The Crusade

Written by:
David Whitaker
Directed by: Douglas Camfield
Starring: William Hartnell
Year: 1965
Video Availability: Try

It's often said, particularly of the season five stories, that many of the "classic missing stories" are only regarded as such because they're missing. Should they be found, the memory would be revealed to have cheated. That's a discussion for another time, but in terms of disappointments, then having episode one of The Crusade returned to the archives five years ago made me, at least, regard the story less. Having only seen the existing episode three with its drama, sharp writing and story underway, I'd come to regard this as being a classic. Seeing the somewhat pedestrian episode one, as nice as it is to have it returned, made me think that The Crusades is a very good set of scripts, but somewhat short of the Lucarotti historicals. That said, pretty much everything falls short of the Lucarotti historicals.

Restoration on these things has improved so much since 1999 that the lines and creases on the films are now quite distracting. But that's a technical note, and I'm really interested in the story. The Tardis lands with a silly beeping noise and there's false beards everywhere you look, but Whitaker's script attempts mock Shakespearean dialogue and actually gets away with it. It's all a bit Pertwee for the most part though, with several minutes of quite rubbish stunt fighting and Dudley Simpson's tuneless drubbing in the background.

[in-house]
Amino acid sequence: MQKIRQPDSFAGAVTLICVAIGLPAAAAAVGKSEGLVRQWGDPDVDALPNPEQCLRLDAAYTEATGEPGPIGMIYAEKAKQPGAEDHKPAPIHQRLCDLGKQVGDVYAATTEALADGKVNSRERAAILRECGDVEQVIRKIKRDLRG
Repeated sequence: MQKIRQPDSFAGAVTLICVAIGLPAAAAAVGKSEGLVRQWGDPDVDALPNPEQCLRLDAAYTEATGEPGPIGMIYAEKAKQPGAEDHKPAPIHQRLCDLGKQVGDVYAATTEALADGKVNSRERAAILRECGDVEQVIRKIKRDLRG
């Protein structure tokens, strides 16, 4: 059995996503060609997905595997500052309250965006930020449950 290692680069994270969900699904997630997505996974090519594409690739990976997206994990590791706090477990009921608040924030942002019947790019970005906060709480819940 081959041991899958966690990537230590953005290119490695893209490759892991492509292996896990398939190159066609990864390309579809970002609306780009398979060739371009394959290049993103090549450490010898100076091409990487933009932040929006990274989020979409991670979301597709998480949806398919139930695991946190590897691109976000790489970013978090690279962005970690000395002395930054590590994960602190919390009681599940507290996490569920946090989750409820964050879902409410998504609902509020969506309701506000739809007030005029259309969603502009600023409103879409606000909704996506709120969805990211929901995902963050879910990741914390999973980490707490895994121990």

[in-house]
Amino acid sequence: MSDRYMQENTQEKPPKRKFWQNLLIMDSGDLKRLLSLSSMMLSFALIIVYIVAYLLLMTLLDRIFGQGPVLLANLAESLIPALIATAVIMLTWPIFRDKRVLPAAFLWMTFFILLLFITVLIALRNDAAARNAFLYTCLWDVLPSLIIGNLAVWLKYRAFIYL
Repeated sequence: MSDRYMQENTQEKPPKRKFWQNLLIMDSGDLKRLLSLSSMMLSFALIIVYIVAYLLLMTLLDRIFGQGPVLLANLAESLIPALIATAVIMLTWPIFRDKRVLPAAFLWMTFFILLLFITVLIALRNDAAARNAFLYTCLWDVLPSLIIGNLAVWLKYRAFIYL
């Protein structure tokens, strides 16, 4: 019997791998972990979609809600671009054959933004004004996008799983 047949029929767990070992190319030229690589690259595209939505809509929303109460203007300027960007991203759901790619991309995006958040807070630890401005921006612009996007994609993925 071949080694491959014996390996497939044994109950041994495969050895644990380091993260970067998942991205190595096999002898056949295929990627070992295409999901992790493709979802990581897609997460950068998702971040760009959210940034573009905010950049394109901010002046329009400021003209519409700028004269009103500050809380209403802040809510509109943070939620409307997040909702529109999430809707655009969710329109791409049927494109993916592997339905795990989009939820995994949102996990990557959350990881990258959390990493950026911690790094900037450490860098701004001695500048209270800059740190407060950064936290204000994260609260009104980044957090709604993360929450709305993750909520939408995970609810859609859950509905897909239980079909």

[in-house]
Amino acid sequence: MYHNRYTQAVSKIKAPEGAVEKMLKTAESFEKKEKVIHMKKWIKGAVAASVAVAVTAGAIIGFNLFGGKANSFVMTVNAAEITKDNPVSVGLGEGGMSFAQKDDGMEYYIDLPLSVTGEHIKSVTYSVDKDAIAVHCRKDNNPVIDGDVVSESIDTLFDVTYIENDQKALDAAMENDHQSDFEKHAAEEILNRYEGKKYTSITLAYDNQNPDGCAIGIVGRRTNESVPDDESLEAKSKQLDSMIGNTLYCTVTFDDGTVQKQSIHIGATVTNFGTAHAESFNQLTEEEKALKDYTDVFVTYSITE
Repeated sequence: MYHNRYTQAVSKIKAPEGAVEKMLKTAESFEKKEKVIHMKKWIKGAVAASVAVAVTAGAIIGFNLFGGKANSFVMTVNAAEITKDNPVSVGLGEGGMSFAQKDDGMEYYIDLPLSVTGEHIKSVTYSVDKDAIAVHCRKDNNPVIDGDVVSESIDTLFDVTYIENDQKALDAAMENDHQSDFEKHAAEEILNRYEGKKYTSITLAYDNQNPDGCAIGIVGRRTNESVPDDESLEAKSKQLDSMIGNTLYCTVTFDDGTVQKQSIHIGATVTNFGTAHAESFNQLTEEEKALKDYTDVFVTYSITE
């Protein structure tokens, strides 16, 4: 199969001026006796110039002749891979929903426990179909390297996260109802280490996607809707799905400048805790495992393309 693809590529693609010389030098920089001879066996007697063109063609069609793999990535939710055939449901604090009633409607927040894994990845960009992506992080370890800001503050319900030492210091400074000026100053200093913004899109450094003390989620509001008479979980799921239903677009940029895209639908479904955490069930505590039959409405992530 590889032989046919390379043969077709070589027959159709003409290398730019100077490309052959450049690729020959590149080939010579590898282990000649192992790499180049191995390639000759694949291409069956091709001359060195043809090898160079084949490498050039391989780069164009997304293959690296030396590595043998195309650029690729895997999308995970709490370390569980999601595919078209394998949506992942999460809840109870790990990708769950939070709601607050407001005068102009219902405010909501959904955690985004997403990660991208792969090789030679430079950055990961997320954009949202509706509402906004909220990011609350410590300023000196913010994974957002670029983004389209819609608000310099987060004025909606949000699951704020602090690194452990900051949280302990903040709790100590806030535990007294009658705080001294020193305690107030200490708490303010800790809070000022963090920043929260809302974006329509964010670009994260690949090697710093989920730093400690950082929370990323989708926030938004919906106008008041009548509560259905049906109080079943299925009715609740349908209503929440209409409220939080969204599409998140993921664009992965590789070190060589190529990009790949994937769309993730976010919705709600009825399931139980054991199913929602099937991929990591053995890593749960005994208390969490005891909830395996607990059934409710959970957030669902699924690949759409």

It's a little bizarre to see Caucasian actors pretending to be Asian Muslims, though not as strange as when they did a similar thing over ten years later for The Talons of Weng-Chiang. I considered pointing out that the story's themes are quite relevant in today's political landscape, but not only could that seem like coming down on one side in the current "War on Terror", it'd also be suggesting that Muslims are terrorists, rather than some terrorists just happen to be Muslims. So why bring it up? Well, I thought it'd be remiss not to - you expected it of me, didn't you? One thing I will note is the unsettling, extended end before the fade to black of the credits. Like an episode of Crossroads, none of them seem to know what to do, particularly Maureen O'Brien as the sidelined Vicki, forced to boggle-eye for all she's worth.
* * * ½

The third incomplete Hartnell story, I've broken my usual plan to try and review them via reconstructions, and instead I'm using the audio CD from the official BBC release. The video contains introductions from William Russell in character as Ian Chesterton, starting with an overall story view that lasts 1'58m. They're a bit a stiff, a bit statically shot, but Russell has as much charm as ever and overcomes the rigid cameras with gusto. His talk-up of episode two runs to 1'28m, while we get 1'44 to wrap up the events of the concluding part. Then the official tape places The Space Museum in the middle to make it a worthwhile package, followed by a concluding 0'52m where Ian stands there reading one of his books.

The individual title for this instalment is "The Knight of Jaffa", which has a different meaning now that "Jaffa" has entered sub-mainstream culture as a slang term for male infertility. ("Seedless"). All of which puts off the fact that I have nothing really to say here. It sounds quite delightful, but I have to confess that I haven't really got that much imagination to be able to "see" the images by soundtrack alone.
* * * ½

How often is an episode three the best instalment of a story? This one really is utterly superb, Julian Glover and Jean Marsh firing thespic barbs at one another and nearly tearing apart the screen. It's tremendous.